An Introduction to the Trusts of Land and Appointment of Trustees Act 1996 (TOLATA)
Jan Samuel 14-06-2022
TOLATA, or the Trusts of Land and Appointment of Trustees Act 1996, is an Act created on the recommendation of the Law Commission, to take the place of previous, outmoded legislation.
The Act, which is in place to protect cohabitees and settle property ownership disputes when a relationship ends, is useful in a number of situations, including disputes regarding whether a property should be sold, disputes about the beneficial shares of a property, and disputes which arise from the joint purchase of a property. Effectively, TOLATA enables both parties to protect and recover their interest in the property, whether they are named on the title deeds, or not.
Where there is a dispute relating to a trust of land, sections 14 and 15 of the Act are triggered.
TOLATA can establish whether someone has an interest in a property they have shared, where only the other party’s name is on the deeds, and the extent of such an interest.
TOLATA disputes might come about under a diverse range of circumstances, for example:
- One partner may wish to force the sale of the property in order to recover their financial interest, while the other wishes to continue living in the property with dependent children.
- One partner may be named exclusively on the deeds, but the other may feel their contributions to the upkeep of the property and to household bills mean they have an interest.
- In other cases, a creditor may be seeking to repossess the property.
Where co-owners of a property separate, TOLATA enables the court to determine the nature and extent of each party’s interest in the property. At the end of a relationship, one party often moves out and, at some point, wishes for the property to be sold so the equity can be divided according to the parties’ respective interests. An application can be made under Section 14 of TOLATA. The court will, when considering the application, take the matters listed in Section 15 into account, along with any other matters they consider pertinent.
The considerations in section 15 are listed without any weighting in terms of importance, so the court has the scope to deal with each case on its unique circumstances. The factors listed include:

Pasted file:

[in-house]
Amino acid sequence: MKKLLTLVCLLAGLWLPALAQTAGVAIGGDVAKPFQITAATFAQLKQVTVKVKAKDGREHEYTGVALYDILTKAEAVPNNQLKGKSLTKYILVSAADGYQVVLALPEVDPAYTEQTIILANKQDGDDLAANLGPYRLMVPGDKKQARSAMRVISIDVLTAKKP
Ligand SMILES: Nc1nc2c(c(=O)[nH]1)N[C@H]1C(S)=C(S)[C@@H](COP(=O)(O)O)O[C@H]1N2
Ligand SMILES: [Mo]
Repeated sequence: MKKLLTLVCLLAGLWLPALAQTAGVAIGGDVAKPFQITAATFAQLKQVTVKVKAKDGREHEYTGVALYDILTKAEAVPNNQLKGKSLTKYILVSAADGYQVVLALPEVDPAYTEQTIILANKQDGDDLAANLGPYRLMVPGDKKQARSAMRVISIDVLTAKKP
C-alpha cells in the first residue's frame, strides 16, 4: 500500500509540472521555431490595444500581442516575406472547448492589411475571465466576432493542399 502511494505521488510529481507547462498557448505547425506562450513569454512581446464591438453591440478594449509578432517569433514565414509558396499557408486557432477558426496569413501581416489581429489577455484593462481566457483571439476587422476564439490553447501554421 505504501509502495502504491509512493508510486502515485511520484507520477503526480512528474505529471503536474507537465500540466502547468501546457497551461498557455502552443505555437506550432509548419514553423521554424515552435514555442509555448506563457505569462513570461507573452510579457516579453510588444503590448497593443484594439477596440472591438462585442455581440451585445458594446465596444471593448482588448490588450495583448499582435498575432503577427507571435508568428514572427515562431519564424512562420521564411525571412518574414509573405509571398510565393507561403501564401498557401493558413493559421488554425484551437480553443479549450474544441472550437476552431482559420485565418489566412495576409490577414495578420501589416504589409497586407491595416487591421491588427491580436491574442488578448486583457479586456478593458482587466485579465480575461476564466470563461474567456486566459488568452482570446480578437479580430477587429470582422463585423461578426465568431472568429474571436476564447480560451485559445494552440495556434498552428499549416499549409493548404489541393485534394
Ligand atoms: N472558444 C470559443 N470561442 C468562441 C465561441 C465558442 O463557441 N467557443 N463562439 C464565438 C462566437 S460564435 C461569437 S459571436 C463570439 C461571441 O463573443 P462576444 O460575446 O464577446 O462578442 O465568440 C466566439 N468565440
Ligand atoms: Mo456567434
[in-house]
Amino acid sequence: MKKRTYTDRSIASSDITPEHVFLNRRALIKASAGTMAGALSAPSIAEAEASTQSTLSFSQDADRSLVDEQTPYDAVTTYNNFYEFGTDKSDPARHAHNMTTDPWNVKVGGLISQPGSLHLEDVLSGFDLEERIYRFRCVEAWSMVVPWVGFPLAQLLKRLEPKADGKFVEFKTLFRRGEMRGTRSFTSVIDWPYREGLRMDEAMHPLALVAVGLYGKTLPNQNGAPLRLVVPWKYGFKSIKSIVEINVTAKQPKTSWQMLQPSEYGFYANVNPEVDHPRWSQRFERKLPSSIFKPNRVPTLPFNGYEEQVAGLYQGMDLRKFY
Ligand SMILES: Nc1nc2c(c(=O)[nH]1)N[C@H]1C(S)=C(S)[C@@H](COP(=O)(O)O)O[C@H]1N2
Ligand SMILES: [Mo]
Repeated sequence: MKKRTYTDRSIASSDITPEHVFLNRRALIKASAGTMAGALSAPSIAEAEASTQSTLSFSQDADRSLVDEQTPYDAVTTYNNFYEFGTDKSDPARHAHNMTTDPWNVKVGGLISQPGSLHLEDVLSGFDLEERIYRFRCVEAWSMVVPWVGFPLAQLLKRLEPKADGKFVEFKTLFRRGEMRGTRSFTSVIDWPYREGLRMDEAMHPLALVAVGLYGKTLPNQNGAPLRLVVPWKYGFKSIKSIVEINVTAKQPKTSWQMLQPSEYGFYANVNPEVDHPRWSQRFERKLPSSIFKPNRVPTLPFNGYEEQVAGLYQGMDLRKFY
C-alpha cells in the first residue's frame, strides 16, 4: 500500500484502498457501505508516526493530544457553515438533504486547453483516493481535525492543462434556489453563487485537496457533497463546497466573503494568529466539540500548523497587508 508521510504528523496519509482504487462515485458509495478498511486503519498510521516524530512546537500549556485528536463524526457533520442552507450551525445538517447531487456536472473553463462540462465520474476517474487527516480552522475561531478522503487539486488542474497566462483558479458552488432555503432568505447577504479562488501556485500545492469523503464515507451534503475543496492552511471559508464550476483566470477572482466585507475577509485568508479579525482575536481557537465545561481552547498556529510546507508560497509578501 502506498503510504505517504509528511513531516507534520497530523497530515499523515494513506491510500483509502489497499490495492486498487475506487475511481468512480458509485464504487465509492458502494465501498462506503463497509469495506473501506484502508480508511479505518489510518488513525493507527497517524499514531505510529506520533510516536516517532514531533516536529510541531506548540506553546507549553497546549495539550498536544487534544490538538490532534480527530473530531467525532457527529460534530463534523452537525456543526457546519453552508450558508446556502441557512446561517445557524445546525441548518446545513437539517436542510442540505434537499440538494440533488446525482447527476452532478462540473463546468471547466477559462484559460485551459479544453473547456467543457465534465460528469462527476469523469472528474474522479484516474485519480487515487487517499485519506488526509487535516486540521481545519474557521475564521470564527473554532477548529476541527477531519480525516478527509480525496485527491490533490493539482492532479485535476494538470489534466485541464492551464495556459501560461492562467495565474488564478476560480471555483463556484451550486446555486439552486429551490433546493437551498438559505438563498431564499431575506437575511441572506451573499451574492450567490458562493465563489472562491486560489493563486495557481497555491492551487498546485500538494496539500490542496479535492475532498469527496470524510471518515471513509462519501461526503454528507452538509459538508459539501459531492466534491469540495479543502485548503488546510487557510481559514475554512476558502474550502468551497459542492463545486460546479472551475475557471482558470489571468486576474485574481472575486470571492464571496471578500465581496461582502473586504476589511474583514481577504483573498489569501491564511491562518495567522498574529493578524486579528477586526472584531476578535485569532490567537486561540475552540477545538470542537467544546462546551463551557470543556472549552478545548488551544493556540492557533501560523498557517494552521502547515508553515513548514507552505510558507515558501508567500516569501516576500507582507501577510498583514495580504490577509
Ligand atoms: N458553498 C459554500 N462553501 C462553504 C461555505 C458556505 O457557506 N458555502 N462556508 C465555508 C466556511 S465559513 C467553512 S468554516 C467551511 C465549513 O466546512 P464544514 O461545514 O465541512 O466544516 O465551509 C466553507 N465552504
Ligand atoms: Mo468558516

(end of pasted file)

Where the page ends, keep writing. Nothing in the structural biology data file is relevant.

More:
- the welfare of any resident children
- the interests of secured creditors
- the intention(s) of the parties, and
- the purpose(s) of the trust of land
Generally, in cases where property is held in joint names, the law assumes that it is held in equal proportions of 50:50, unless there is an express agreement in place showing that the shares are different. However, in situations where no written agreement exists, and one party is making a claim that they have made a substantial contribution to the purchase price or the upkeep of the property, the court will need to determine, on evidence, the validity of that claim, and the extent of each party’s interest.
The leading cases in this area are Stack v Dowden, where the House of Lords established key principles for determining the respective beneficial interests of cohabitants, and Jones v Kernott, where the Supreme Court upheld that if a property is purchased in joint names, there is a presumption that their beneficial interests in the property coincide with their legal estate.
In a TOLATA claim, the courts consider a number of factors, such as resulting trusts (based on the non-owner contributing to the purchase price), constructive trusts (rooted in shared ownership, or in financial contributions), and proprietary estoppel (where one party has relied on assurances of shared ownership, acting to their detriment as a result).
The situations that lead to a claim under TOLATA can be complex.
Whether you are bringing a claim or defending it, the team at Samuels can lead you through the process, ensuring you put forward the strongest possible case. Contact us to find out how we can help.
Article credit: Lalla Merlin